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Home theatre!

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Invite some friends over, snuggle up with your fuzzy roommates, or just have some “Me” time in front of your laptop with a movie. If you’ve been to the cinema in the last five years, you’ve noticed how spensive it’s gotten. It costs me more than the price of two paperback books to see a film at my favorite cinema. Isn’t that crazy?! Do y’all remember dollar theatres? Or the regular theatres that didn’t ask for the deed to your house as payment to see a movie you already knew you were gonna wish you’d never seen anyway?

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Well you can relive those glory days by using Netflix or Hulu, renting from iTunes, or for next level money-saving, just watch a movie you already own. Keep that £18 tucked safely away. When the day comes that you don’t have quite enough to cover your phone bill, you can whip out that money from the secret money hole behind that painting on your wall and pat yourself on the back for thinking ahead.

Study up!

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Wait! Before you submit all fifty of those credit card applications, look at them closely, side by side, and figure out which one is actually right for you. Maybe there are a few contenders that look good, but only two out of five will accept your application either because you’re a student with next to no credit history, or because your credit is horrendous.

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Whatever the case, there are places you can go. Internet places. Like Credit Card Insider, which has credit card reviews, and a page full of information on everything from what makes up your credit score alllllllll the way back to how credit cards even work. There are also old favorites like Credit Karma, which offers free credit scores. What I’m getting at here is that there are resources available to help you stay on top of things. Give ’em a try.

Make a budget!

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I know, I know — you like to live on the edge.

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But it really doesn’t hurt to be prepared. In fact, it can only help to know how much you’re spending every month on certain things. Rent, utilities, and holiday transportation are all examples of things you know the cost of before you spend the money. Food, clothing, and fun activities can be tricky, since you never know when you’re going to happen upon that can’t-miss sale or be invited out to a new restaurant by a friend. But for those unknowns, you can designate monthly allowances for “incidentals” and “entertainment,” etc. The more you’re able to plan ahead, the slimmer the chance you’ll have to sell everything you own to make rent next month.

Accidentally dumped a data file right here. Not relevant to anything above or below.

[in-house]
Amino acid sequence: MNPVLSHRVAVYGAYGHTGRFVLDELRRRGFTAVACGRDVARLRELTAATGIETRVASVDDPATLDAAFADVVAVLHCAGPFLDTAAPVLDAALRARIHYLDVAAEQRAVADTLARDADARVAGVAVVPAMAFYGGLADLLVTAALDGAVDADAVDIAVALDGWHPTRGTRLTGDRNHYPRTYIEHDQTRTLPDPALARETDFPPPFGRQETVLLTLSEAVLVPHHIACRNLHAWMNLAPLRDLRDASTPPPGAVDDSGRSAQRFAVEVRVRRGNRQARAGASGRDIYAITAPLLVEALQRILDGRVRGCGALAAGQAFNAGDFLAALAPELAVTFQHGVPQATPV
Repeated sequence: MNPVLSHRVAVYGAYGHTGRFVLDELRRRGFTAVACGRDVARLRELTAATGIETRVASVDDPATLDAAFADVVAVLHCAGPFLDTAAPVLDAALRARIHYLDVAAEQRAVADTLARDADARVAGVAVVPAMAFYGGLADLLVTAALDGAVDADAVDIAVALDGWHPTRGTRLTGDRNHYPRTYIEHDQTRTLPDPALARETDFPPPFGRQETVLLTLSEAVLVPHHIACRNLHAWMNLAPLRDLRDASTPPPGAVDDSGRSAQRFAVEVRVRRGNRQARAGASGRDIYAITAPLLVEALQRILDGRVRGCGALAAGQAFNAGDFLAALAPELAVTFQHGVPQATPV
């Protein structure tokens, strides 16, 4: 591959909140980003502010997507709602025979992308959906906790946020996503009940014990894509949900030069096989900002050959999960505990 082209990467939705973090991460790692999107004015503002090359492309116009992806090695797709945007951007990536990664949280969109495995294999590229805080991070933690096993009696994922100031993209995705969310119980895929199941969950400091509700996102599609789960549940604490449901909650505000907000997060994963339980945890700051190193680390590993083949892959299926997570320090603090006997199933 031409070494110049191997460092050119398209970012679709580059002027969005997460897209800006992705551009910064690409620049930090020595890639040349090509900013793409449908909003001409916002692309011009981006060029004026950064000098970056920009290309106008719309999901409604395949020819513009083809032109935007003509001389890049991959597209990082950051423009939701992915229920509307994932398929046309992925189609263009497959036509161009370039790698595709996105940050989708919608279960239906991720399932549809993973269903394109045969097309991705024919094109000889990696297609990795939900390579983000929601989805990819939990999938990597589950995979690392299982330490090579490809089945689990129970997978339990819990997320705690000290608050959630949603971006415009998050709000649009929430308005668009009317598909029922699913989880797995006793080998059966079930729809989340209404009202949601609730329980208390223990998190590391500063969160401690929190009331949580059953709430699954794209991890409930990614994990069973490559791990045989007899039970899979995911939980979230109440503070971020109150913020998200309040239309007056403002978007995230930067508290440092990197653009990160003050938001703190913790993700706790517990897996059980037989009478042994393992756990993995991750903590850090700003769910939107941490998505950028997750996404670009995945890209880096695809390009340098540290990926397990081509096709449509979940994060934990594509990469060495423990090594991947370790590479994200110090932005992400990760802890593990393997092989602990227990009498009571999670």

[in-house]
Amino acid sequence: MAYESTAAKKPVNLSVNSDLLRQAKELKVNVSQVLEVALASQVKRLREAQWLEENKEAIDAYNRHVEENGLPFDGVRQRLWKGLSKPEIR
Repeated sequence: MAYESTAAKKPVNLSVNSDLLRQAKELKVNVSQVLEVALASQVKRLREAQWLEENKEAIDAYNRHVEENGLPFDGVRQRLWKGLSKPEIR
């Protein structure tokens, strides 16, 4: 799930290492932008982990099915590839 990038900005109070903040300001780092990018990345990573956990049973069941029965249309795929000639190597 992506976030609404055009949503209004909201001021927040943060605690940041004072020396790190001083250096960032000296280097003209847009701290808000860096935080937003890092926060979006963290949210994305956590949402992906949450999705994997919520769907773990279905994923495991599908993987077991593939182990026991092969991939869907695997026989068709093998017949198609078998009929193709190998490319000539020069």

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Some things just…shouldn’t be sold.

Hope this was helpful to at least one other rain-maker out there, and that you’re eventually able to swim in all the money you save.

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There’ll be a new Writing Wednesday post up this week. Until then, happy Monday, y’all!

 

Darkness, Villainy, and Zeitgeist

Hey there, y’all. It’s — you guessed it — Writing Wednesday!

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Today’s WW is actually inspired by my recent trip to the cinema to see Suicide Squad, but this isn’t a movie review (if you’d like to read one here, let me know). I just wanted to bring up one aspect of the film that made me think. **Though this isn’t a review, there may be some things in here that you’d consider spoilery, so feel free to split if you’d rather avoid that.** The trailers leading up to the release of Suicide Squad painted the picture of a dark, violent, irreverent film full of bad people who love doing bad things, or who’ve never even considered the concept of bad vs good as it applies to them (as is generally the case with the most impactful villains). These villains are not like that. Maybe the only one of the gang who gets close is Harley Quinn, but even she succumbs to the cheesiness eventually.

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In the trailer, Amanda Waller (Viola Davis) says she wants to create a task force using the “most dangerous people on the planet,” the “worst of the worst”– “bad people” who “could do some good.” The thing is, these so-called “worst of the worst”… aren’t. The Suicide Squad is made up of 2nd and 3rd tier villains. In fact, Amanda Waller turns out to be worse than any of them and she’s considered a “good” guy (at least in the political sense). Villains that might actually fall under the “worst of the worst” heading — like, say, the Joker — 1) don’t allow themselves to be caught by government entities, and 2) are far too selfish and volatile to be part of a task force or group of any kind. The worst of the worst have absolutely nothing to lose, therefore the threat of death means nothing to them. People with nothing to lose can’t be controlled.